Finding Your Learning Style

A New Method for Identifying your Learning Style 

By Jessica Coates-Judson

We’ve all done the tests that tell us that we like watching videos and are a certain type of learner but the truth is most people are a mixture and there’s no one size fits all approach. However, knowing how you best process information and apply that learning to situations is an important tool to have. 

The theories associated with learning styles are often drawn from the principles of experiential learning which focus on the learning process and human experience. As learners, we all have preferences of how we learn. Academics have sought to break up learners into categories based on certain attributes however most learners fall into many categories. Drawing on these theories, these five questions are designed to help you identify your strong areas. 

What is your attitude towards the topic?

Knowing how you feel about the subject is very important. Are you confident because you have some prior knowledge? Are you anxious because you’ve had poor results in the subject area previously? Taking the time to address your preconceived opinion can help you remove your associated negative feelings. Your teacher or tutor may be a good person to discuss this with. 

What environment works best for you?

If you know sitting at the back of a noisy classroom interferes with your ability to pay attention and take in information, now is the time to make a change. Many learners find working at the library rather than at home helps overcome procrastination and there’s less distraction. Look at how productive you are in certain learning situations and compare.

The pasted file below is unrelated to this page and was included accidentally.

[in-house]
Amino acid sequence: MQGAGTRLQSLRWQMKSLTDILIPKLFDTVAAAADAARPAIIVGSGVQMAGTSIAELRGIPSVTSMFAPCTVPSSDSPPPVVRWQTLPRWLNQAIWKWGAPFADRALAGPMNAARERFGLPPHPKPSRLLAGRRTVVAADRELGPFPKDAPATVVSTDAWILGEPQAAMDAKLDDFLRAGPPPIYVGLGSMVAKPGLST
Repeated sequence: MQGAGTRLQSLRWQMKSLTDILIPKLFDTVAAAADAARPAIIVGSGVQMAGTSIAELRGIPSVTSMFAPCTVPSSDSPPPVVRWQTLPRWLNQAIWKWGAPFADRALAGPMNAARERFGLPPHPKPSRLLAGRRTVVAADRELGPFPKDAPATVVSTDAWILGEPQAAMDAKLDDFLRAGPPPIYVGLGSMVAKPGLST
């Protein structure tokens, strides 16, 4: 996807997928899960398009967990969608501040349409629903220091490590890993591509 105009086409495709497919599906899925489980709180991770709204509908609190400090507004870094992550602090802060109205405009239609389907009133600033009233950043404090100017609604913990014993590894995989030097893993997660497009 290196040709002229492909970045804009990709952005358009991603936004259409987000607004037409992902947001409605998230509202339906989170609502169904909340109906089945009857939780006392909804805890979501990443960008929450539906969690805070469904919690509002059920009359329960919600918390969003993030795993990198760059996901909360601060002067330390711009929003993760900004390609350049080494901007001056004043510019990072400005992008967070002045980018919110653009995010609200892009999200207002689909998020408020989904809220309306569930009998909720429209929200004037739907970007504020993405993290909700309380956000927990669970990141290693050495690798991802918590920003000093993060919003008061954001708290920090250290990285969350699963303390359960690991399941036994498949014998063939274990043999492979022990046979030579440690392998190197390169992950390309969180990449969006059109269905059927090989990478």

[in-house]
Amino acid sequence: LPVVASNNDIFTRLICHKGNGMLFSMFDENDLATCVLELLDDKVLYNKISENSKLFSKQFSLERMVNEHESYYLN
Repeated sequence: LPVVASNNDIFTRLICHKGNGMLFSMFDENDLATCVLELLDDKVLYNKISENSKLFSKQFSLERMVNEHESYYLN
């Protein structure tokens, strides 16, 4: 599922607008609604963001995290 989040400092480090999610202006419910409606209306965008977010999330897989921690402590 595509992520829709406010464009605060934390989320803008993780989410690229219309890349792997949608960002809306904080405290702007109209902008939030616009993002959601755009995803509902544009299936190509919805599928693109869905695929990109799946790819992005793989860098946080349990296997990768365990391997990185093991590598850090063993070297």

How do you like to organise notes and learning materials? 

Endless pages of notes can become tedious and counterproductive. Finding new ways to organise material can increase understanding and retention of vital data. Recording yourself reading notes, watching You Tube videos on related content, creating mind maps or breaking content up into mini-topics can give you subject overviews that become useful study tools come exam time. 

Do you perform better in practical tasks?  

Many learners prefer hands on tasks compared to analytical or written components. There should always be a link between practical tasks with course material and as a learner you should seek out that information. If it is not clear, talk to your fellow students and teacher to make those links. 

Do you enjoy learning better with others? 

Some learners thrive with human interaction where others would rather find a library corner with a good set of noise cancelling headphones. If you learn better with others you enjoy group work, tutoring sessions and actively participate in discussion to further your learning. 

Now that you’ve look at what type of learning you enjoy, we need to find some strategies you can use to benefit from this knowledge!

You’ve answered these questions and identified your strong points. Some actions you can take are outlined below;

  • Create a work space that matches your preferences. Do you think mind mapping is a beneficial tool for you? Set up your workspace with coloured markers and butcher paper so it’s easy to create without hassle. 
  • Talk to your teacher or tutor. Explain that you are looking at ways to improve your study most teachers will be impressed by your initiative and point you in the direction of appropriate material or support services. 
  • To make your study more people based you could start a study group, online discussion group or find a subject tutor. 
  • Look at your schedule and identify gaps where you can study in your ideal environment such as a library. 

Finding ways to improve your learning is a lifelong process as you progress through your career. Taking steps now to improve your learning habits is a very worthwhile activity. 

Jessica Coates-Judson is a qualified business trainer and adult educator. She currently works as a business and marketing consultant and teacher. 

www.jesscoates.com

 

Author: Sim K